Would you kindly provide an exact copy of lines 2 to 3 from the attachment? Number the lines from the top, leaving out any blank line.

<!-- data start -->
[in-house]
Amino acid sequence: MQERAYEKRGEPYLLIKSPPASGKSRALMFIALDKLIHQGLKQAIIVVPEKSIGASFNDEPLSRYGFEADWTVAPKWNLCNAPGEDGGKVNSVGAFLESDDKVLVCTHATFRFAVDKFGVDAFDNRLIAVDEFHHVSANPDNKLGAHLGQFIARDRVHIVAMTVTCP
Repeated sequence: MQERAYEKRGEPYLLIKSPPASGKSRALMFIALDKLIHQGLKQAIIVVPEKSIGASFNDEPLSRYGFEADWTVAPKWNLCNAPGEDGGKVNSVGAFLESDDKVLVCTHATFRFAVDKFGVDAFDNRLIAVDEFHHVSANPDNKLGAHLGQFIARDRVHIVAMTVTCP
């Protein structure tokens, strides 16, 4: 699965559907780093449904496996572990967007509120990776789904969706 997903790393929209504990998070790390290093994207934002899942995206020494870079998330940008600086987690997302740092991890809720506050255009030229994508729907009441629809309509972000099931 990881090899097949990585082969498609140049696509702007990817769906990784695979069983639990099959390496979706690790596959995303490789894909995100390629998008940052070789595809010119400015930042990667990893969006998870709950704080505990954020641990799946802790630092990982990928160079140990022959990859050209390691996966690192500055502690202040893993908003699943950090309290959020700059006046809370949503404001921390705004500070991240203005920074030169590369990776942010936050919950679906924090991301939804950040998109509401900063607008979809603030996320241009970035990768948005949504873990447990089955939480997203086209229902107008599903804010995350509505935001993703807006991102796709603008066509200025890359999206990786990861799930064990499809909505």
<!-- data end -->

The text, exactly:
Amino acid sequence: MQERAYEKRGEPYLLIKSPPASGKSRALMFIALDKLIHQGLKQAIIVVPEKSIGASFNDEPLSRYGFEADWTVAPKWNLCNAPGEDGGKVNSVGAFLESDDKVLVCTHATFRFAVDKFGVDAFDNRLIAVDEFHHVSANPDNKLGAHLGQFIARDRVHIVAMTVTCP
Repeated sequence: MQERAYEKRGEPYLLIKSPPASGKSRALMFIALDKLIHQGLKQAIIVVPEKSIGASFNDEPLSRYGFEADWTVAPKWNLCNAPGEDGGKVNSVGAFLESDDKVLVCTHATFRFAVDKFGVDAFDNRLIAVDEFHHVSANPDNKLGAHLGQFIARDRVHIVAMTVTCP